When I’m in a dressing room and they turn off the sassy overhead music, I am forced to confront the raw soundtrack of my actual reality and face the fact that I’m thrashing about in a tiny room like King Kong, knocking things over, staggering around with sweaters stuck on my head, hurling hangers to the floor like tiny airplanes off the Empire State Building.
Every once in a while a dubious gift slides over from my neighbor’s stall: giant dust bunny, half a hanger, someone else’s bra. My foot—the one with the sock on—is stuck in my purse, which is how I have managed to stub my toe on car keys and draw blood. A plastic price tag dangles pitifully from my teeth. And worst of all, I’m still grooving even though the music is gone, still doing the mom dance, trying desperately to hang on to cool as the salesgirl clickety clacks toward my door. Knock knock knock knock knock!
“Is everything OK in there? Can I get you anything?”
“Do you have these pants in a size valium?
“You mean medium?”
I got my first big girl haircut! As the Persian breed goes, I’m very hairy. At the same time, I’m unwilling to do any maintenance beyond occasional brushing. I do not own a hair dryer or any other modern contraption. I grow the hair wild and wooly down to my Dimples of Venus (yes, you should Google that) and then every year or two I march into the cheapest Supercuts and cry, “Off with my hair! Slice it up to the nipples.”
But this time I went to a friend who is an actual hair artist, I got a little overexcited, and I did what you are not supposed to do: I brought in a picture of my celebrity crush, Kate McKinnon from SNL, and asked her to make me look like EXACTLY LIKE HER. My friend is a kind person, so she gently pointed out that we do not share the same hair color or bone structure, and I had already stated that I wanted it longer than the picture, but she was happy to layer it and do something similar. Then the long pause. Long. Her eyes were fixed just below my chin.
“Is everything ok?” I asked.
“I’m just trying to figure out where your nipples are.”
Now, no hairdresser had ever cared enough to be that precise so I had never dealt with the question, but I suppose my friend really wanted to make a good first impression and give me what I was asking for and that’s how we ended up in this strange back and forth where I realized that even I did not know exactly where my nipples were unless I felt around a bit. It was a momentary existential crisis. Does anyone truly know where their nipples are? I mean, could you describe the coordinates to a stranger using only memory and spatial intelligence?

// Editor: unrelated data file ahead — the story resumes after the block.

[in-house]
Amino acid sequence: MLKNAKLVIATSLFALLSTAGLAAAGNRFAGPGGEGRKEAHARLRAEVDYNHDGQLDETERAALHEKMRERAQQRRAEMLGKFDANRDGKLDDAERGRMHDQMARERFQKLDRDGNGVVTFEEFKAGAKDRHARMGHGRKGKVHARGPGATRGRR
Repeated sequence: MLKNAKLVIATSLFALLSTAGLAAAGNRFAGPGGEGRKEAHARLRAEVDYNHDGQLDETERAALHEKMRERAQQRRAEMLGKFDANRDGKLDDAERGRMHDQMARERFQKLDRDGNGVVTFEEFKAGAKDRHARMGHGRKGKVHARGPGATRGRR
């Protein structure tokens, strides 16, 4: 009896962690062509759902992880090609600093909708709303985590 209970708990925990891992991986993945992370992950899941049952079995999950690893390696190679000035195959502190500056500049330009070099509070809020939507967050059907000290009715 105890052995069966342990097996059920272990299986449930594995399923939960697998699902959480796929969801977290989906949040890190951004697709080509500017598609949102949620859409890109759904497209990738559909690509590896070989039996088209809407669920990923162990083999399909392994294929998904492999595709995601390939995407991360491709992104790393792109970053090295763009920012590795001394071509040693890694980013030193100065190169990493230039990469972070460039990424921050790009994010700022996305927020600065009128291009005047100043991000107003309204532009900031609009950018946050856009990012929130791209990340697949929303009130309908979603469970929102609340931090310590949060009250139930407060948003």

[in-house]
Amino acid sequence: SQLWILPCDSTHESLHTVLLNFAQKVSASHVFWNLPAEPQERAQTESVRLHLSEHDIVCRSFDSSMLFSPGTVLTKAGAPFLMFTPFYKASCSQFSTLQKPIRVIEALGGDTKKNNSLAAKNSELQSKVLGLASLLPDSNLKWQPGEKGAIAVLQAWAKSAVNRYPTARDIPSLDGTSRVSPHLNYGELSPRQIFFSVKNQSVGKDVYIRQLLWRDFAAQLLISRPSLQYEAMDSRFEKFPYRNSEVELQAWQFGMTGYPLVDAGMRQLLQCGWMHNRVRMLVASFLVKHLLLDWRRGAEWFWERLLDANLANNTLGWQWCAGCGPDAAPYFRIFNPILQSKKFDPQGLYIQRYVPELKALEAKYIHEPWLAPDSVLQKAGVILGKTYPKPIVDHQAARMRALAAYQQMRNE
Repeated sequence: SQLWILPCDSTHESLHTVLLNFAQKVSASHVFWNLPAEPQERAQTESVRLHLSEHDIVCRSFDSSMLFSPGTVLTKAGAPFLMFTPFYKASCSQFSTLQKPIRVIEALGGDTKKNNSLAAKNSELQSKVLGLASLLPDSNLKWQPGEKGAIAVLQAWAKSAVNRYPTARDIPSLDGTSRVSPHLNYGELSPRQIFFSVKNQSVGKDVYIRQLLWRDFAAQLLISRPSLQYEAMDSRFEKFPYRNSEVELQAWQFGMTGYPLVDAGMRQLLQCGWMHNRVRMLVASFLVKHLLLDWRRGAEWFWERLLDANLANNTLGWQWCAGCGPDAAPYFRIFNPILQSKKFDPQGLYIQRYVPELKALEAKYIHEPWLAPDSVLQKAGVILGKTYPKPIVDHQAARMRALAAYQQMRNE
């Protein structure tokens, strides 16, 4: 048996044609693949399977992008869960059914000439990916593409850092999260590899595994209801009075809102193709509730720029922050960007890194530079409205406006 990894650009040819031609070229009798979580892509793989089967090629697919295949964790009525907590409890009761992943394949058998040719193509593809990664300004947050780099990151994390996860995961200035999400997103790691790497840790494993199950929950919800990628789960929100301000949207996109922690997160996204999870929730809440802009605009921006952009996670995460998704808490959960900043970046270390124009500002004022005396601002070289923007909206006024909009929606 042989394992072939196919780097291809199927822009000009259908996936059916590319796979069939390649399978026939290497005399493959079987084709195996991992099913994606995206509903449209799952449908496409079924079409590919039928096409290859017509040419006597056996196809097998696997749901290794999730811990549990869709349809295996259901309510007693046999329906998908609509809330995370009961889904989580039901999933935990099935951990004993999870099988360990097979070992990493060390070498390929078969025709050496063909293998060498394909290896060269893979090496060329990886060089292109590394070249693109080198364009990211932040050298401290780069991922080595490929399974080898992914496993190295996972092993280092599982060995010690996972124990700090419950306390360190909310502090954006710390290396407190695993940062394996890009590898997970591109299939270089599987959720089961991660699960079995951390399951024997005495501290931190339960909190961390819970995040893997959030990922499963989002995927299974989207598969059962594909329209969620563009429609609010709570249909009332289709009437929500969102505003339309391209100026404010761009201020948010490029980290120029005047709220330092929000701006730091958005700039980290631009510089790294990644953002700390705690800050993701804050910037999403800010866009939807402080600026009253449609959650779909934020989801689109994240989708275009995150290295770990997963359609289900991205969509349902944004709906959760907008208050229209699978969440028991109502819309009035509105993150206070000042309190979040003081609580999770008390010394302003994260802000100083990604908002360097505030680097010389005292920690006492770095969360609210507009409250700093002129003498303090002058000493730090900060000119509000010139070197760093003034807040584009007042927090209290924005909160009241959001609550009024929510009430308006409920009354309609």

Anyway, as you can see from the pics below, we figured it out. Kate and I are basically twins now and I’m hooked on fancy haircuts.
Cashier: Ok ma'am. Your total is $152.45. Will you be purchasing bags today?
Cashier: Did you bring your own?
Me: Nope. I will definitely be needing help to my car.
Me: My vision is an army of shirtless bagger boys, each proffering a single item to my vehicle. Also, I don't remember where I parked. Did I mention that I'm a valued member of your Preferred Club?
I identify the most desirable thing on my plate, gather it into a pile, chase it around for a while until one of us gets tired, then give it the good old caveman stab. If this is Paleo, I'm in.
Here is a sample of my work:
Stephanie = Estephanie
I'm full, don't serve me anything else = wah wah wah (incomprehensible Charlie Brown teacher talk)
This is Gary, my boss. = This is Gary-sweetie, my boss. I want to give him my liver.
I'm backed up to the Cloud = I'm constipated to the heavens and beyond!
I pricked the tip of my index finger this morning just as I was heading out the door, and as the blood gushed forth I considered calling in to work: "Hi, I'm going to be a little late. There's this European fairy tale and, long story short, I need to sleep in for 100 years and be awakened by a prince's kiss. Them's the rules!"
I had a dream that I could purchase a variety of items from a wide selection of stores-- the world at my fingertips-- with one caveat: everything will come with an industrial strength sticky price tag in the most awkward middle-of-the-forehead place, impenetrable to vinegar, hot water baths, steel wool, auto degreaser, and all other remedies recommended by the ladies on the internet.
I'm awake now and full of questions. Did some hot Greek cashier reject Zeus? Is that why all shoppers are now cursed for eternity?
My name is Nasreen Yazdani. I used to write micro essays, one-liners, and other small, lighthearted things. Most of them were funny.